NEW ORLEANS—Two studies conducted exclusively in African Americans demonstrate the efficacy of rosuvastatin in dyslipidemic patients and the life-saving ability of nitric oxide—enhancing therapy in heart failure. The studies were presented at the American Heart Association Scientific Sessions 2004.
In the African American Rosuvastatin Investigation of Efficacy and Safety (ARIES) trial, 774 African American adults with baseline low-density lipoprotein (LDL) cholesterol levels of 160 to 300 mg/dL were randomly assigned to rosuva-statin, 10 or 20 mg/day, or atorva-statin, 10 or 20 mg/day, for 6 weeks. Sixty-five percent of the ARIES population were women and 24.3% had diabetes.
“We saw greater efficacy of rosuvastatin in mg-equivalent doses compared with atorvastatin,” said principal investigator Keith C. Ferdinand, MD, medical director, Heartbeats Life Center, New Orleans.
In the study, 10 mg of rosuva-statin produced a 37.1% reduction in LDL cholesterol, compared with a 31.8% reduction produced by 10 mg of atorvastatin. At 20 mg, rosuva-statin reduced LDL cholesterol by 45.7% and atorvastatin reduced it by 38.5%. Furthermore, high-density lipoprotein (HDL) cholesterol was increased more with rosuva-statin, with the difference being significant between 10 mg of rosuva-statin and 20 mg of atorvastatin ( 7.0% versus 3.7%; P < .001), said Dr. Ferdinand.
The percentage of patients who reached their Adult Treatment Panel III LDL cholesterol goal was examined by risk levels (low, medium, or high). More patients at each risk level reached their goal with rosuva-statin 20 mg than with atorvastatin 20 mg, with 63% of high-risk patients treated with the 20 mg dose of rosuvastatin reaching their goal compared with 27% of high-risk patients treated with atorvastatin, 20 mg.
There were no cases of myopathy in either treatment group and no elevations in liver enzymes three times or greater above the upper limit of normal. “There were no cases of patients who had acute renal failure and no increase in serum creatinine; there was no evidence of any kidney disease or difference in new-onset proteinuria between the arms,” said Dr. Ferdinand.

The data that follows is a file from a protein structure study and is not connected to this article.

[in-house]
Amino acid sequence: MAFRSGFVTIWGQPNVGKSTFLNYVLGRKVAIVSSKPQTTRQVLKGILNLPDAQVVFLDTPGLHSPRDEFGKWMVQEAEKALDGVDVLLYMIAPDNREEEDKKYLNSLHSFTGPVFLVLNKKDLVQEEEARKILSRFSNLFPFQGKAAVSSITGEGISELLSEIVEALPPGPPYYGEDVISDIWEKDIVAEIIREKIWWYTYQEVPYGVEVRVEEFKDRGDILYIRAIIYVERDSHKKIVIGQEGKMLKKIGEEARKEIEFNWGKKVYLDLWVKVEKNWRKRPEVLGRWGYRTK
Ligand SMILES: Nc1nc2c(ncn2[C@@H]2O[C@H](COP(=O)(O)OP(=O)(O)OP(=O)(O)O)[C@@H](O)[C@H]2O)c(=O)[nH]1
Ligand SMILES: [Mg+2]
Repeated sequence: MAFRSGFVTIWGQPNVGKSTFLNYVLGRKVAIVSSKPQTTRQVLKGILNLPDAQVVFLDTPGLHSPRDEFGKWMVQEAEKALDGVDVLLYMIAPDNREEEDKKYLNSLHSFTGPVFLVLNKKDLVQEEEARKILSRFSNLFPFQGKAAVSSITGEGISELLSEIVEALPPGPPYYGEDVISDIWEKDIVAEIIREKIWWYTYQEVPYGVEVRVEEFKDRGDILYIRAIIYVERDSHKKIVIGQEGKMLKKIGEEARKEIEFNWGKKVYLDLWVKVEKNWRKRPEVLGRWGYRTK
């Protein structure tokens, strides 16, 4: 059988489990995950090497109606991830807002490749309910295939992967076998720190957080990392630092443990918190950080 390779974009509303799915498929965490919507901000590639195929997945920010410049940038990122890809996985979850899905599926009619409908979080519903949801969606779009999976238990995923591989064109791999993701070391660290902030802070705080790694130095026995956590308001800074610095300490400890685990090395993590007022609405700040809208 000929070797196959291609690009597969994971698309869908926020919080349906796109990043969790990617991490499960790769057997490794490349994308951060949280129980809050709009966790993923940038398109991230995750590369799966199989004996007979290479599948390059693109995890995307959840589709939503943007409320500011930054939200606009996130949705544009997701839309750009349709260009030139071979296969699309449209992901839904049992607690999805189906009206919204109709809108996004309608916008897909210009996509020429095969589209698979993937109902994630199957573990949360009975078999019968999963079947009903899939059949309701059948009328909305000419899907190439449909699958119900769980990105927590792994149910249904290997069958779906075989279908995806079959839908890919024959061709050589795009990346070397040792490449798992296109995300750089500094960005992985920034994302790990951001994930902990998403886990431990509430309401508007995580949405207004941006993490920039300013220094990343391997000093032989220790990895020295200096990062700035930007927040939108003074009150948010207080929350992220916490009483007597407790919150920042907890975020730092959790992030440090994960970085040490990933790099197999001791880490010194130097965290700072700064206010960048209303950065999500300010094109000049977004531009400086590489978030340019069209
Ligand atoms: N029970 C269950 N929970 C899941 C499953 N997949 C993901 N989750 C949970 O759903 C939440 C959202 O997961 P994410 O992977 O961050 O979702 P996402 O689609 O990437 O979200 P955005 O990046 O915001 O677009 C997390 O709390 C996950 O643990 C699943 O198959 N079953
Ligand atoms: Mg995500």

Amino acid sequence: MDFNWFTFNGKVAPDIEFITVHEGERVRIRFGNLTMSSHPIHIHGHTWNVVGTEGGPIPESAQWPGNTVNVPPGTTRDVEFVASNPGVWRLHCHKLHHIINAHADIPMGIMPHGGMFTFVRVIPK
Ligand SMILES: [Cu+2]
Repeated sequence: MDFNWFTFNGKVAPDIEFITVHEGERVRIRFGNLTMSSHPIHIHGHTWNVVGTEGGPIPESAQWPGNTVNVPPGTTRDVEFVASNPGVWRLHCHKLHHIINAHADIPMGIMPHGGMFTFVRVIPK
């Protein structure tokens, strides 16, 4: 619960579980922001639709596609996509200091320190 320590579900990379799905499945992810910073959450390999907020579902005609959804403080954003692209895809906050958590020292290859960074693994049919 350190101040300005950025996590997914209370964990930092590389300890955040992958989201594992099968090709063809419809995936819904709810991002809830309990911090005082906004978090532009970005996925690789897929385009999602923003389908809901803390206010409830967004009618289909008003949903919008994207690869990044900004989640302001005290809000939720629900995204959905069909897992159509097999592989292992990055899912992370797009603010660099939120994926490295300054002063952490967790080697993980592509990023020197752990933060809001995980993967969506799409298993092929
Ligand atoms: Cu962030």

In the African-American Heart Failure Trial (A-HeFT), 1,050 self-identified African American patients with New York Heart Association functional class III or IV heart failure were randomly assigned to a fixed dose of isosorbide dinitrate/
hydralazine (20 mg/37.5 mg) or placebo in addition to standard heart failure treatments, including neurohormonal blockers.
Isosorbide dinitrate exerts a va-
sodilatory effect by donating nitric oxide or forming related components, said lead investigator Anne L. Taylor, MD, associate dean for faculty affairs, University of Minnesota, Minneapolis. Hydralazine is an antioxidant that may protect against degradation of nitric oxide induced by oxidative stress.
The study was stopped early owing to a significant survival benefit in the group assigned to the study drug, she said. At a mean of 10 months, a 43% improvement in survival was found in patients assigned to active treatment (P = .01). During this time, 6.2% of patients assigned to isosorbide dinitrate/
hydralazine died compared with 10.2% allocated to placebo (P = .02). Isosorbide dinitrate/hydralazine was associated with a 33% reduction in the rate of first hospitalization for heart failure (P = .001) and a significant improvement in quality of life scores (P = .02).
Nitric oxide bioavailability is impaired in African Americans compared with non-African Americans, noted Dr. Taylor. “Nitric oxide enhancement, which we think is the mechanism of action of this drug, is a new and potentially highly effective treatment for heart failure, especially in African Americans,” she said.